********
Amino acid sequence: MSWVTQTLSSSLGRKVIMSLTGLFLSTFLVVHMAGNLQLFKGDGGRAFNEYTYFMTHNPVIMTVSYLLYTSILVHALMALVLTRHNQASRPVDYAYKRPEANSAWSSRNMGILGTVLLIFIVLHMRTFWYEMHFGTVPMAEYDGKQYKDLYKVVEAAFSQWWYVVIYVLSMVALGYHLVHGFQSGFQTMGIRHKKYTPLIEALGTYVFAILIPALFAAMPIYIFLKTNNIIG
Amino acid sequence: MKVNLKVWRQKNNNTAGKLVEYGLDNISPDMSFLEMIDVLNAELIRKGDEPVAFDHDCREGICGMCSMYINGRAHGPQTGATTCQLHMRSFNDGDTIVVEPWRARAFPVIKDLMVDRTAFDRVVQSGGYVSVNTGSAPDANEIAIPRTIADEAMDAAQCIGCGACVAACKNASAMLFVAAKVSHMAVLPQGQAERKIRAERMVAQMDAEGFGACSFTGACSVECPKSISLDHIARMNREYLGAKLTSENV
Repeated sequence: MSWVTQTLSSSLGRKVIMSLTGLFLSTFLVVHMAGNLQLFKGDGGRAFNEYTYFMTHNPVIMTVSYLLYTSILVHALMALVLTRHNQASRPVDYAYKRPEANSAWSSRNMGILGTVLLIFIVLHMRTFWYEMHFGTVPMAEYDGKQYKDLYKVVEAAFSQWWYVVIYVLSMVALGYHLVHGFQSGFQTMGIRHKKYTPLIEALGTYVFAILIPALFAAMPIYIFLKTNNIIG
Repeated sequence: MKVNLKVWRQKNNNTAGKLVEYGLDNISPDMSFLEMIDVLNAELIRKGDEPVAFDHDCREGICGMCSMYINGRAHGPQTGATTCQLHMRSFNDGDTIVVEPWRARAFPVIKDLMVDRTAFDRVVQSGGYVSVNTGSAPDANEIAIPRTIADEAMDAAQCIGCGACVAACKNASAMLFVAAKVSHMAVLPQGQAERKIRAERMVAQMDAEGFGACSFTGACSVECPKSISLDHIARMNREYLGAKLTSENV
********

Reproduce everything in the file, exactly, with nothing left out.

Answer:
Amino acid sequence: MSWVTQTLSSSLGRKVIMSLTGLFLSTFLVVHMAGNLQLFKGDGGRAFNEYTYFMTHNPVIMTVSYLLYTSILVHALMALVLTRHNQASRPVDYAYKRPEANSAWSSRNMGILGTVLLIFIVLHMRTFWYEMHFGTVPMAEYDGKQYKDLYKVVEAAFSQWWYVVIYVLSMVALGYHLVHGFQSGFQTMGIRHKKYTPLIEALGTYVFAILIPALFAAMPIYIFLKTNNIIG
Amino acid sequence: MKVNLKVWRQKNNNTAGKLVEYGLDNISPDMSFLEMIDVLNAELIRKGDEPVAFDHDCREGICGMCSMYINGRAHGPQTGATTCQLHMRSFNDGDTIVVEPWRARAFPVIKDLMVDRTAFDRVVQSGGYVSVNTGSAPDANEIAIPRTIADEAMDAAQCIGCGACVAACKNASAMLFVAAKVSHMAVLPQGQAERKIRAERMVAQMDAEGFGACSFTGACSVECPKSISLDHIARMNREYLGAKLTSENV
Repeated sequence: MSWVTQTLSSSLGRKVIMSLTGLFLSTFLVVHMAGNLQLFKGDGGRAFNEYTYFMTHNPVIMTVSYLLYTSILVHALMALVLTRHNQASRPVDYAYKRPEANSAWSSRNMGILGTVLLIFIVLHMRTFWYEMHFGTVPMAEYDGKQYKDLYKVVEAAFSQWWYVVIYVLSMVALGYHLVHGFQSGFQTMGIRHKKYTPLIEALGTYVFAILIPALFAAMPIYIFLKTNNIIG
Repeated sequence: MKVNLKVWRQKNNNTAGKLVEYGLDNISPDMSFLEMIDVLNAELIRKGDEPVAFDHDCREGICGMCSMYINGRAHGPQTGATTCQLHMRSFNDGDTIVVEPWRARAFPVIKDLMVDRTAFDRVVQSGGYVSVNTGSAPDANEIAIPRTIADEAMDAAQCIGCGACVAACKNASAMLFVAAKVSHMAVLPQGQAERKIRAERMVAQMDAEGFGACSFTGACSVECPKSISLDHIARMNREYLGAKLTSENV